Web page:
The Ministry of Defence (MoD) and the Treasury are in a spat over who should foot the 20 billion pound bill to renew the Trident submarine-based nuclear missile system.
The defence budget -- 36.9 billion pounds this year -- is likely to shrink by up to 20 percent by 2015 as the Conservative-led coalition takes drastic action to rein in a record peacetime budget deficit.
If the MoD has to pick up the bill for Trident, it could force even deeper cuts than expected to spending on conventional defence, leading to fewer equipment orders -- a worrying prospect for defence contractors.
Recent statements appear to throw doubt on the government's full commitment to the (nuclear) deterrent and suggest that its costs will fall on MoD, potentially at the expense of other expenditure, Ian Godden, chairman of the ADS aerospace, defence and security industries trade organisation, said in a letter to Prime Minister David Cameron.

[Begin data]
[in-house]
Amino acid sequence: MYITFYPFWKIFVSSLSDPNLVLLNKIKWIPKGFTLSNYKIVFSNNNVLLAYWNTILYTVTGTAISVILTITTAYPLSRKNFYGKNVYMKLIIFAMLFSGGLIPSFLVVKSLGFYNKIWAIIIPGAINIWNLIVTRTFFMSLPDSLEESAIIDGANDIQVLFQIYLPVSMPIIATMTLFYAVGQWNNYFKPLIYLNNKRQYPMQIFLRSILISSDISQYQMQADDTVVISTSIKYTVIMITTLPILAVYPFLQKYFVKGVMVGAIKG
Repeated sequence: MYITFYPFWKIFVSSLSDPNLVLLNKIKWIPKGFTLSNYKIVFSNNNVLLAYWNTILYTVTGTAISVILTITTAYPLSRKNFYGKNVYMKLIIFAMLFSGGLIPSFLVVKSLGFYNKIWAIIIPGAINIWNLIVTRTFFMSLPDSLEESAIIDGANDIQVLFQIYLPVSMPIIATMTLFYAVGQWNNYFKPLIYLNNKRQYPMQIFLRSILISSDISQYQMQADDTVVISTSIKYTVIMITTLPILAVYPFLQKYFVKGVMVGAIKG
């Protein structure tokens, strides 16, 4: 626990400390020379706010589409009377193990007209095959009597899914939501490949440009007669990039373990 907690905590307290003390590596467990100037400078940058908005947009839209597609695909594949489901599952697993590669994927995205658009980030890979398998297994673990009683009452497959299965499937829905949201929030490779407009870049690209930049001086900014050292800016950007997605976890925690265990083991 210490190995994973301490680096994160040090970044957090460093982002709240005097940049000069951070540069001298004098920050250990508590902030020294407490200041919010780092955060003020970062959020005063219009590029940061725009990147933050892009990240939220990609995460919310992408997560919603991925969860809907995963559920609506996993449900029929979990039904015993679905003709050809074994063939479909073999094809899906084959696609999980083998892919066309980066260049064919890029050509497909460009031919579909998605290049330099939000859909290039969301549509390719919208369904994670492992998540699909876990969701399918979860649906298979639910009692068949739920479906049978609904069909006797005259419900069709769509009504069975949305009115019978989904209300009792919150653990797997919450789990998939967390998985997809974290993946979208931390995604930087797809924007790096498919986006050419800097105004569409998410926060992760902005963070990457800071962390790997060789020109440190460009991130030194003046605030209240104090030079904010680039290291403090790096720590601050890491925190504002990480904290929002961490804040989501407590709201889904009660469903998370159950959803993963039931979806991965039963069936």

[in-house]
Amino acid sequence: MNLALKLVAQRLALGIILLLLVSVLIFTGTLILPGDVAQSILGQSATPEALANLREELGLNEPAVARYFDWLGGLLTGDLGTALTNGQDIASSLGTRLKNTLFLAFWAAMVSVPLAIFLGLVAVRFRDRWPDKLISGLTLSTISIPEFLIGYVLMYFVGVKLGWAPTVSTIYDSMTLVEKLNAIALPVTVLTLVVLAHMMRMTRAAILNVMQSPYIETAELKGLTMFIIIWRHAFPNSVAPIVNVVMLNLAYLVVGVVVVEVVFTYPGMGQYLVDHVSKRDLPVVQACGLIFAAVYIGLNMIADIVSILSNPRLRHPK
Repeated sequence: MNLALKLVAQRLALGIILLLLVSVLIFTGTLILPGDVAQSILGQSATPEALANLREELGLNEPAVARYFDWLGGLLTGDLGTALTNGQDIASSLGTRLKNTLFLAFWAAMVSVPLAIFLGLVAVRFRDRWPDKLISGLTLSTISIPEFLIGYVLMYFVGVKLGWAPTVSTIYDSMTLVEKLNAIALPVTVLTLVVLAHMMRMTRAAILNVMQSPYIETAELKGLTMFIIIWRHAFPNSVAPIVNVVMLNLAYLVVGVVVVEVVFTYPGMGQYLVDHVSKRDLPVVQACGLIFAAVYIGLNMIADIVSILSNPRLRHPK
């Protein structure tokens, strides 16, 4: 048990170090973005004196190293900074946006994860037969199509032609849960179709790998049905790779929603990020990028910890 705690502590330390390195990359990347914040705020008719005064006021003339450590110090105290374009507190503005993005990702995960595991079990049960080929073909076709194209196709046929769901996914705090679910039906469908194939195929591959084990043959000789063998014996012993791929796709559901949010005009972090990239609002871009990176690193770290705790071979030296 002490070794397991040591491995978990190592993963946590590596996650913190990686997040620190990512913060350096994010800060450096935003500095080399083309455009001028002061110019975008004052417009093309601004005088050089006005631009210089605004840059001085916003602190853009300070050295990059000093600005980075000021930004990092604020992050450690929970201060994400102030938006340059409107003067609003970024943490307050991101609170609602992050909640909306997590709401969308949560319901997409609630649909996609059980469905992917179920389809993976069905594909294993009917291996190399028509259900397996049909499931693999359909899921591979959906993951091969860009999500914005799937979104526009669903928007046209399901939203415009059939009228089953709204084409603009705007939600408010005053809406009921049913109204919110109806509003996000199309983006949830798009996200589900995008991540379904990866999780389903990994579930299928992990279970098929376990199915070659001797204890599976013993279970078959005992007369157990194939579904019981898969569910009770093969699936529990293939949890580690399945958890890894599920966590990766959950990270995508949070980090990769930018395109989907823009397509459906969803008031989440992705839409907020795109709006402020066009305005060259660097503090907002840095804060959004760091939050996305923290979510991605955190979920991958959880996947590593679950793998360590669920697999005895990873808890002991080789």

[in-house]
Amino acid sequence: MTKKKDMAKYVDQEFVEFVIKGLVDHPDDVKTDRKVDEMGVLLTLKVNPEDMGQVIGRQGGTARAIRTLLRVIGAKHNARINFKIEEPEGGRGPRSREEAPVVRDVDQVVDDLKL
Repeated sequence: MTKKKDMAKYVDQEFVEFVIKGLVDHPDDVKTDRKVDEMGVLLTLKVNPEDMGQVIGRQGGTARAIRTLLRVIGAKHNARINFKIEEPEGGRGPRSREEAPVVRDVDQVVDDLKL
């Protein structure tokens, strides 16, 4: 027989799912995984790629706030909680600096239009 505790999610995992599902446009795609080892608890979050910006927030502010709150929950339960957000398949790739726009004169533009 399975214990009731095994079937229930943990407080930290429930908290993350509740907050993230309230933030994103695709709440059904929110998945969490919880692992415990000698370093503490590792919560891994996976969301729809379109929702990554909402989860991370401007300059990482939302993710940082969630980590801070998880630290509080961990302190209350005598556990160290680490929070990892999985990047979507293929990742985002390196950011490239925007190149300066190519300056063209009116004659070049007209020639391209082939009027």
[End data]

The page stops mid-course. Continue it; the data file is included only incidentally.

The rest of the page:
I would therefore be grateful if you could provide the clarity that industry needs on the future of the nuclear deterrent, especially on how Trident will be funded and whether it will lead to extra cuts in the conventional capabilities required by our armed forces for the long run, he continued.
Trident is due for renewal in the early 2020s. Last week a senior MoD source told Reuters there were no plans to scale back the system, by using fewer submarines for example.
Defence Secretary Liam Fox has ordered a Strategic Defence and Security Review, due to report in late October, which is analysing future demands on the military and what equipment it needs to fulfil its role.
The review could pave the way for sweeping cuts in equipment and personnel.
(Reporting by Mohammed Abbas: editing by Andrew Roche)